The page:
54-acre subdivision gets redesign

Controversial Meeting House Way project heads back to MVC with fewer houses, revamped green space.

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A screenshot from drone footage of the subdivision in Edgartown. — screenshot via Martha's Vineyard Commission

 

The expansive 54-acre Edgartown subdivision project between Meetinghouse Way and Meshacket Road will head back to the Martha’s Vineyard Commission (MVC) after spending time retooling the project to answer public complaints.

The project — one of the largest the MVC has reviewed — received intense scrutiny and severe pushback from several Edgartown residents, stakeholders, and conservationists at the project’s first public hearing in February. People were concerned with the project’s potential impact on traffic conditions, Island urbanization, nitrogen loading, and animal habitat loss.

Developers Douglas K. Anderson and Richard G. Matthews, operating as Meeting House Way LLC, purchased the property in June 2017 for $6.6 million. Both have listed addresses in Salt Lake City, Utah.

The updated and completely redesigned project — dubbed Meeting House Place — significantly changes the proposed layout. Plans now call for a 28-lot subdivision with an additional cluster of 10 below market rate townhouses for first time home buyers and “empty nesters.” 

Only single family homes are permitted, no guest homes are allowed, but living spaces above a garage are permitted. Each lot is allowed a maximum of five bedrooms. The property will also be on town water and wastewater.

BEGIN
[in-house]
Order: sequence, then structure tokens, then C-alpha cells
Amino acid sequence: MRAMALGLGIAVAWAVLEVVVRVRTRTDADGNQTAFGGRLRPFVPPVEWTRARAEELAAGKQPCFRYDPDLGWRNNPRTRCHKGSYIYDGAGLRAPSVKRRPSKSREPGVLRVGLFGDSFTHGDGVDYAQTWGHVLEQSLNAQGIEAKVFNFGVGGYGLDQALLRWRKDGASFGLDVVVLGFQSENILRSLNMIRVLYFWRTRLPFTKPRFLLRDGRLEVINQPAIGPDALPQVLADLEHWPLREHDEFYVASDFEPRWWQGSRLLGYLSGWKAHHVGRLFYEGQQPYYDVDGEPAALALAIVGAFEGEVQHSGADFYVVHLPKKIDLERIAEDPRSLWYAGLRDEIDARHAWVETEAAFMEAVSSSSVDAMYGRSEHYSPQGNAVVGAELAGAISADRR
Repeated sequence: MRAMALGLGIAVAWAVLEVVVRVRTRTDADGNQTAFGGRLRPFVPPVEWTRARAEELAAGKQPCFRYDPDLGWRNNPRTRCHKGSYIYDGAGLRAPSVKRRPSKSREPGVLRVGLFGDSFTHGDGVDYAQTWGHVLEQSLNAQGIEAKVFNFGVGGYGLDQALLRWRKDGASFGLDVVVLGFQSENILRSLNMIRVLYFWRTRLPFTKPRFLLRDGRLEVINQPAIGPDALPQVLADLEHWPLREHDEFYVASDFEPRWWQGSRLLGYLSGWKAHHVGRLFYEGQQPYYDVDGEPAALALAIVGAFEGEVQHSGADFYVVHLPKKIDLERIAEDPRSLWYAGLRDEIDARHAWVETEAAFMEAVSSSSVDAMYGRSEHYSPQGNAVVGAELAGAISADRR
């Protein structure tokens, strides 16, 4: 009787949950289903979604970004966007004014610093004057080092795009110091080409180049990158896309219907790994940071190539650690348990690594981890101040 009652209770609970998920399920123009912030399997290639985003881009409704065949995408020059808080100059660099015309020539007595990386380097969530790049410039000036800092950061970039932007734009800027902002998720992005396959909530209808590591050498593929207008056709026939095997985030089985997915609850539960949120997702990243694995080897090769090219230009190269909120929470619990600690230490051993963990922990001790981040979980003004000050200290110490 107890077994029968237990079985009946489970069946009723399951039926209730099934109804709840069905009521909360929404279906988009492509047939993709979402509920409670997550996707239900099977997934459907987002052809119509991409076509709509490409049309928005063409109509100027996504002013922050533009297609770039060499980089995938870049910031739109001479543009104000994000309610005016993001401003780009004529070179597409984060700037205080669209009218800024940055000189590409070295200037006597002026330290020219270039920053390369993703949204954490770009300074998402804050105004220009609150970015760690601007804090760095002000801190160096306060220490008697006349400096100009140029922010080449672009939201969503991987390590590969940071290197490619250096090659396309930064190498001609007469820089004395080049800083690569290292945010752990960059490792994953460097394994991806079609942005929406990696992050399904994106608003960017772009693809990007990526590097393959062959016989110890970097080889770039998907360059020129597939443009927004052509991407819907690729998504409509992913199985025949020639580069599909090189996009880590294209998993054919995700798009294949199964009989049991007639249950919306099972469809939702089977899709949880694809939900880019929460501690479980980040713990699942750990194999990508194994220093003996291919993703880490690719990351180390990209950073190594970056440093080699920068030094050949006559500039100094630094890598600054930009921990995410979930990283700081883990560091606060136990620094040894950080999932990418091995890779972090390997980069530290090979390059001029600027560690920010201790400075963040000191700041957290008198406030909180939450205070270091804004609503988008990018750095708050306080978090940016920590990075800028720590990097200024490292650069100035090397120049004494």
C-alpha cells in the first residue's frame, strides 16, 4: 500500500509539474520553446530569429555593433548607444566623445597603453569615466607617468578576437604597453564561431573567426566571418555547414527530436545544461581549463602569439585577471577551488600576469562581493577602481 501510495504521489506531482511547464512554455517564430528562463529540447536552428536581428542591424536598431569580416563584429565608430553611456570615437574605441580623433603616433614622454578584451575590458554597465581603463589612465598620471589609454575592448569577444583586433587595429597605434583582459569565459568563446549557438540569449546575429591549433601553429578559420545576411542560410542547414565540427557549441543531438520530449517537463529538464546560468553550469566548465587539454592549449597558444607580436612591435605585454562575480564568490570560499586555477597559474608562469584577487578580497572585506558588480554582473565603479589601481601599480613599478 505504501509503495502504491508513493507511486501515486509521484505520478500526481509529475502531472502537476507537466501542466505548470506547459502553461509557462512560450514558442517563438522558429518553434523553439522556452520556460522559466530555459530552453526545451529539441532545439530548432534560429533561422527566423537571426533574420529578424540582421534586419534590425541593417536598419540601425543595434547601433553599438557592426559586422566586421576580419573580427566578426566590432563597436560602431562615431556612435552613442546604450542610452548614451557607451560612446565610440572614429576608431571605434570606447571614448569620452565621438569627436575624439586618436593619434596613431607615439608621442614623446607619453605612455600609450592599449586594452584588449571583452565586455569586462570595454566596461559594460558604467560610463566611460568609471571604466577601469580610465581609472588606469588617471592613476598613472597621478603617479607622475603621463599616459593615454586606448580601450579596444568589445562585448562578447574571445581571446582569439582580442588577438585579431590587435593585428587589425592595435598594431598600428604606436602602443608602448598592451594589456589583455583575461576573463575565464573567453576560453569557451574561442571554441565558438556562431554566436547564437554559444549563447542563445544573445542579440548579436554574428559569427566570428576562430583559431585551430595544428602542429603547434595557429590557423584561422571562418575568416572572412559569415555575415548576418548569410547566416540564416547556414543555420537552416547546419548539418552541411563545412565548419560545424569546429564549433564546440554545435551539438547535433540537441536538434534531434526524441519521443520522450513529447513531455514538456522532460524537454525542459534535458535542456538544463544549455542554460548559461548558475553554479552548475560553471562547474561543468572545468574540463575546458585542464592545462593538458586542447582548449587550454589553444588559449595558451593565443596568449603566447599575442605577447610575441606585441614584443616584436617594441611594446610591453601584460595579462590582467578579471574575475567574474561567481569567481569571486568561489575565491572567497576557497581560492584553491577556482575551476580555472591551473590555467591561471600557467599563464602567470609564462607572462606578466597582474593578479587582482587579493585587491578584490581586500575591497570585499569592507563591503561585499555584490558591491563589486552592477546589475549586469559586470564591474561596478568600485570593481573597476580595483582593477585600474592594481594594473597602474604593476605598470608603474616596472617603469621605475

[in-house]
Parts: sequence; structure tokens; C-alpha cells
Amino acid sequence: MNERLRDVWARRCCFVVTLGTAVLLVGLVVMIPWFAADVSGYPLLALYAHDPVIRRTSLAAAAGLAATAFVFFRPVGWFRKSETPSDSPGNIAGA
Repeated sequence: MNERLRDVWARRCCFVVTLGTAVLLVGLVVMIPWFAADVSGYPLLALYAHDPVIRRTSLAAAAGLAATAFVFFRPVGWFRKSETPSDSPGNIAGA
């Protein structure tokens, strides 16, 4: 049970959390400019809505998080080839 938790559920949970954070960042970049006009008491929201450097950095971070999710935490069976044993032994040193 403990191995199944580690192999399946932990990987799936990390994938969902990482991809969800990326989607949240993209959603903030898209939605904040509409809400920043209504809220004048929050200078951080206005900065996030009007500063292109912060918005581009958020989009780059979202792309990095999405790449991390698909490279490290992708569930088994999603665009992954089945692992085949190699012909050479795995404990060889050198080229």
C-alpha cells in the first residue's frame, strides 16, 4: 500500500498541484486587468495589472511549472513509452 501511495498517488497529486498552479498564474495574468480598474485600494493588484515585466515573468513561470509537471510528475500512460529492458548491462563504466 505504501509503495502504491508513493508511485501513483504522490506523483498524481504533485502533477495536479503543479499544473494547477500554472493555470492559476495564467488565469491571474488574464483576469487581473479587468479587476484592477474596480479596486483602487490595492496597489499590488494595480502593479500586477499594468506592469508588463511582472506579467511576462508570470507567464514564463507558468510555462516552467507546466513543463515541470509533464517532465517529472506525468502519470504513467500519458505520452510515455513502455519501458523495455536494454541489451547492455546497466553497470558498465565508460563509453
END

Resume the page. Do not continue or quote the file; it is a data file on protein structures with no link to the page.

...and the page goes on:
The new 30-acre open-space footprint was lowered by three acres, but is contained to an entire side of the property, as opposed to the “wildlife corridors” the project previously had.

The new design for the 54-acre Meeting House subdivision. — Martha’s Vineyard Commission

The affordable housing component has been a major focus of the project. Meeting House Place abuts a proposed site of an affordable housing development owned by the town. Anderson has offered to pay $1.1 million to the Edgartown affordable housing committee to go toward the abutting affordable housing property. In addition to the lump sum, Anderson will pay $622,200 upon the sale of the 28 lots.
As an added future contribution to Island affordable housing, if any of the 28 lots are sold, the seller will have to pay a 1 percent fee on the sale price to the Dukes County Regional Housing Authority or a similar agency determined by the MVC.

The below market rate townhouses will be 1,000 square feet each and be priced at $579,000. The townhouses will be sold to qualified buyers — first time homebuyers who have lived and worked on the Island year-round for at least five years or a person that is at least 60 years of age and has been a full time resident for at least 15 years. For the first 25 years after purchase, townhouses must be the owner’s principal residence, the owners are not allowed to rent the house, and townhouses may only be sold to qualified buyers.

“It’s pretty much a new project,” executive director Adam Turner said at a July MVC meeting. “We’re going to do it as if they withdrew it, and we’re starting again.”

The project will go before the MVC on Aug. 22 at 7 pm.